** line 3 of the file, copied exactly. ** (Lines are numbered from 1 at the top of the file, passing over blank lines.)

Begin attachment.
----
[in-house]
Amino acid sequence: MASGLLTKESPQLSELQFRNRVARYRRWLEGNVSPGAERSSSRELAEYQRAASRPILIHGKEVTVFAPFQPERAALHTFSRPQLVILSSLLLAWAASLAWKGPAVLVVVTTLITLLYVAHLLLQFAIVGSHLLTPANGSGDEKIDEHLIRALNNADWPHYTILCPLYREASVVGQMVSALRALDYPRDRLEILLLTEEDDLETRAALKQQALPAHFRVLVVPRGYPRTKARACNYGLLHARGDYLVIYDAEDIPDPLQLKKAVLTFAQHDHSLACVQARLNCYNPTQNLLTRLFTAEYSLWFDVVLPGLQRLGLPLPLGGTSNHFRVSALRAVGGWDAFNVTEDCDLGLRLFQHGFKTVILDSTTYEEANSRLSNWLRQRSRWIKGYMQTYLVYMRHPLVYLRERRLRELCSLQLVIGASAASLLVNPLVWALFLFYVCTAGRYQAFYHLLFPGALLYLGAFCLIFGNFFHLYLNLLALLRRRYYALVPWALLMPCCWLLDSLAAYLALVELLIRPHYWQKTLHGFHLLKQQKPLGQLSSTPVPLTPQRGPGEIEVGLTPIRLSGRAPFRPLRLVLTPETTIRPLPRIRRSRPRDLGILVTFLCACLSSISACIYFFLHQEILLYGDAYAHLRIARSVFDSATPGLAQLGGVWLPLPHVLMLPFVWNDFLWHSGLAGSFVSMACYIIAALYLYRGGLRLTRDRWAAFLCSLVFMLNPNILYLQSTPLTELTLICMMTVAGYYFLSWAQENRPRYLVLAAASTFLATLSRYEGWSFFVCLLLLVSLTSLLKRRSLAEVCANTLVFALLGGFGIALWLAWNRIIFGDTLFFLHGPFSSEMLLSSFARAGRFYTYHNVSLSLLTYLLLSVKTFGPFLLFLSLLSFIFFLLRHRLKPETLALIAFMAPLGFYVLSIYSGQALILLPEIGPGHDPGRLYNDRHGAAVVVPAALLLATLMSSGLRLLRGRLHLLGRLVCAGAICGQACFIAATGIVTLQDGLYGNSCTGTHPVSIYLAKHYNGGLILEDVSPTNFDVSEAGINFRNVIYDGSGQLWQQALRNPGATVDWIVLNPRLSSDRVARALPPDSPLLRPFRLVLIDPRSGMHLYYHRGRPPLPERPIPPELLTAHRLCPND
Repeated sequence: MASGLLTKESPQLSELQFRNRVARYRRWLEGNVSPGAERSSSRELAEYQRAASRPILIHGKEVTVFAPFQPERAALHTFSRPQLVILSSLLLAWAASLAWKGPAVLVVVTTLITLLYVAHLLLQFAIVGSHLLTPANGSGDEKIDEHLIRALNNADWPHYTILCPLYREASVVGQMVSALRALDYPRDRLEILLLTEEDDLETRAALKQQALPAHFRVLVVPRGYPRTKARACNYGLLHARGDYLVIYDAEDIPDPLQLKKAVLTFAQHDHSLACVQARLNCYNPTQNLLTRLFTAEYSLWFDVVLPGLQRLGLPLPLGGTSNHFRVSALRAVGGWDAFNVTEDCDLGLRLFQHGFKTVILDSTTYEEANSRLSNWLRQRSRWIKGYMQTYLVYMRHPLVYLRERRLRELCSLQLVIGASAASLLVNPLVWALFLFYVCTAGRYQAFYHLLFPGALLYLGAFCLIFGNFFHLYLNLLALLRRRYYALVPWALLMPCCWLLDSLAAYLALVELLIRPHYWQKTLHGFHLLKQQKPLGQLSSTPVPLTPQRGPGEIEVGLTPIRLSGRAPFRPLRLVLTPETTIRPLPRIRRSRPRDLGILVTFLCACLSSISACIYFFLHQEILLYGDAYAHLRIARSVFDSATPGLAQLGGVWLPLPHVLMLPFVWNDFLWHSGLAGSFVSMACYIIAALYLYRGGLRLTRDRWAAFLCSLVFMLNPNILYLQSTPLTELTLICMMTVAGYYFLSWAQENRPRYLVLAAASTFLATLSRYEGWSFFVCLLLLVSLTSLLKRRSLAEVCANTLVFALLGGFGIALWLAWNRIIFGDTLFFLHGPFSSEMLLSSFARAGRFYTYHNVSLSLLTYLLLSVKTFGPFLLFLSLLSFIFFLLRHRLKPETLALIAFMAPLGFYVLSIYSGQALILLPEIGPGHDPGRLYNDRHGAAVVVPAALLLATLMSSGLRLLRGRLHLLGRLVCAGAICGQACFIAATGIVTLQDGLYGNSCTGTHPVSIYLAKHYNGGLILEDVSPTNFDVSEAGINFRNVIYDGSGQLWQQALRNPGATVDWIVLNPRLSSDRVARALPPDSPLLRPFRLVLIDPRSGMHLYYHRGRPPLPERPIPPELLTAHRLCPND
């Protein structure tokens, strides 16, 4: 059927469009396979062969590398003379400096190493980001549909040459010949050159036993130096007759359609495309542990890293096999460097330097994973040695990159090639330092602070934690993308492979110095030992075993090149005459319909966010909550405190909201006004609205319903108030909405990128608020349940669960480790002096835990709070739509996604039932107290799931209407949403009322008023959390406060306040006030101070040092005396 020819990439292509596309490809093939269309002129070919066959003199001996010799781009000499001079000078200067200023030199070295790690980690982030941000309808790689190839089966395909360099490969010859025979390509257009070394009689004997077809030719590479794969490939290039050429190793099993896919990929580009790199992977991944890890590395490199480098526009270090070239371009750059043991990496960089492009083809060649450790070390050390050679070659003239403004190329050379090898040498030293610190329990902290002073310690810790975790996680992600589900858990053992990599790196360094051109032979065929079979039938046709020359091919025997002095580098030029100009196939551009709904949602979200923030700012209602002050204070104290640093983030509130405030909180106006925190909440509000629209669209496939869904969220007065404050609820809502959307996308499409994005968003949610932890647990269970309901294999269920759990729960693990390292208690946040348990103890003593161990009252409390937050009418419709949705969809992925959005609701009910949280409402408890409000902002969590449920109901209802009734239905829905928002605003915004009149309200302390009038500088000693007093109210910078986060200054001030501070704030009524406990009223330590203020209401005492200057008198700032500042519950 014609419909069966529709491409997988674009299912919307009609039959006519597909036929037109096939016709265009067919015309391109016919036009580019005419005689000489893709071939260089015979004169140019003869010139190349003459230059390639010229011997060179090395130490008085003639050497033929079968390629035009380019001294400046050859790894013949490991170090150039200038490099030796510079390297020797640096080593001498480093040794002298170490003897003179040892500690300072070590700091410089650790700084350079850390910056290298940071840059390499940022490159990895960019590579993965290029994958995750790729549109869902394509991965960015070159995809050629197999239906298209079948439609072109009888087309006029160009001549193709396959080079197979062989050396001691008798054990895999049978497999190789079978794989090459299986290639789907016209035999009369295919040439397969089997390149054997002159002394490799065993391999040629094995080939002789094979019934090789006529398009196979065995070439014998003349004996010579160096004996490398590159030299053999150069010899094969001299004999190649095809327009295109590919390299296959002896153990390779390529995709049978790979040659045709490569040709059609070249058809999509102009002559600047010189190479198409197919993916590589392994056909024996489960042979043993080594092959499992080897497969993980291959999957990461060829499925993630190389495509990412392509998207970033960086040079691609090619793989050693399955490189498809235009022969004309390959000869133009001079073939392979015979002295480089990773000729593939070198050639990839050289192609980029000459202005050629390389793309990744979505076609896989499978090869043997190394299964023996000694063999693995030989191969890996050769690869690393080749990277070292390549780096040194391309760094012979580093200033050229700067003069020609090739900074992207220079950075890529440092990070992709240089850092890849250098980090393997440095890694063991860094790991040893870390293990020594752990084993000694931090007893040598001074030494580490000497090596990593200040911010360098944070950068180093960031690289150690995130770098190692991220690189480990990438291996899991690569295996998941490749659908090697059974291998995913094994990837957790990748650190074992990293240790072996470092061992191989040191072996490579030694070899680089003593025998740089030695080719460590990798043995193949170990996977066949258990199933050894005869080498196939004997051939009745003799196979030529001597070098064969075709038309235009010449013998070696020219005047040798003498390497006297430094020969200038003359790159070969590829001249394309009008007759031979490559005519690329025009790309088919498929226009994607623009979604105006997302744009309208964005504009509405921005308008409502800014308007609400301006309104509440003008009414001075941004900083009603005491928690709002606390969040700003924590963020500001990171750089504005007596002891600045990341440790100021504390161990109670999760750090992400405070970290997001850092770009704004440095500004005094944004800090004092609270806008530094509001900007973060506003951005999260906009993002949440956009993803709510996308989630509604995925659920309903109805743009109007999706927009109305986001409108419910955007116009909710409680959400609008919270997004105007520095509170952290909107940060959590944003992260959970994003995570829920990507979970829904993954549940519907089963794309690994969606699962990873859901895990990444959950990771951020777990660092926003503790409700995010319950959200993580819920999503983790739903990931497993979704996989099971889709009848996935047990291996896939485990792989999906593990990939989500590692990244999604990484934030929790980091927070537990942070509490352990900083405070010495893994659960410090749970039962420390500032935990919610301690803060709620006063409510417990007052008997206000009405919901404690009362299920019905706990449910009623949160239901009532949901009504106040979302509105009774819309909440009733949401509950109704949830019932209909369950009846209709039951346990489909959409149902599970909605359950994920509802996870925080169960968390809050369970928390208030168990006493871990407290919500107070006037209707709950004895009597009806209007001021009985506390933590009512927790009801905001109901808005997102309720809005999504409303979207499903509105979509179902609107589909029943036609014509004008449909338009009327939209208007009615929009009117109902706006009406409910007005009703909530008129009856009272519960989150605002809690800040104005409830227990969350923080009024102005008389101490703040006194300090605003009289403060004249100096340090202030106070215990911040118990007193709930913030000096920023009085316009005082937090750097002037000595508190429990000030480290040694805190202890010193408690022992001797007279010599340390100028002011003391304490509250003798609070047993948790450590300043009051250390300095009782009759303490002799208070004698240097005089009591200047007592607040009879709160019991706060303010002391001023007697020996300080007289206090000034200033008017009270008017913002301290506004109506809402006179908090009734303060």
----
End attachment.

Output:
Repeated sequence: MASGLLTKESPQLSELQFRNRVARYRRWLEGNVSPGAERSSSRELAEYQRAASRPILIHGKEVTVFAPFQPERAALHTFSRPQLVILSSLLLAWAASLAWKGPAVLVVVTTLITLLYVAHLLLQFAIVGSHLLTPANGSGDEKIDEHLIRALNNADWPHYTILCPLYREASVVGQMVSALRALDYPRDRLEILLLTEEDDLETRAALKQQALPAHFRVLVVPRGYPRTKARACNYGLLHARGDYLVIYDAEDIPDPLQLKKAVLTFAQHDHSLACVQARLNCYNPTQNLLTRLFTAEYSLWFDVVLPGLQRLGLPLPLGGTSNHFRVSALRAVGGWDAFNVTEDCDLGLRLFQHGFKTVILDSTTYEEANSRLSNWLRQRSRWIKGYMQTYLVYMRHPLVYLRERRLRELCSLQLVIGASAASLLVNPLVWALFLFYVCTAGRYQAFYHLLFPGALLYLGAFCLIFGNFFHLYLNLLALLRRRYYALVPWALLMPCCWLLDSLAAYLALVELLIRPHYWQKTLHGFHLLKQQKPLGQLSSTPVPLTPQRGPGEIEVGLTPIRLSGRAPFRPLRLVLTPETTIRPLPRIRRSRPRDLGILVTFLCACLSSISACIYFFLHQEILLYGDAYAHLRIARSVFDSATPGLAQLGGVWLPLPHVLMLPFVWNDFLWHSGLAGSFVSMACYIIAALYLYRGGLRLTRDRWAAFLCSLVFMLNPNILYLQSTPLTELTLICMMTVAGYYFLSWAQENRPRYLVLAAASTFLATLSRYEGWSFFVCLLLLVSLTSLLKRRSLAEVCANTLVFALLGGFGIALWLAWNRIIFGDTLFFLHGPFSSEMLLSSFARAGRFYTYHNVSLSLLTYLLLSVKTFGPFLLFLSLLSFIFFLLRHRLKPETLALIAFMAPLGFYVLSIYSGQALILLPEIGPGHDPGRLYNDRHGAAVVVPAALLLATLMSSGLRLLRGRLHLLGRLVCAGAICGQACFIAATGIVTLQDGLYGNSCTGTHPVSIYLAKHYNGGLILEDVSPTNFDVSEAGINFRNVIYDGSGQLWQQALRNPGATVDWIVLNPRLSSDRVARALPPDSPLLRPFRLVLIDPRSGMHLYYHRGRPPLPERPIPPELLTAHRLCPND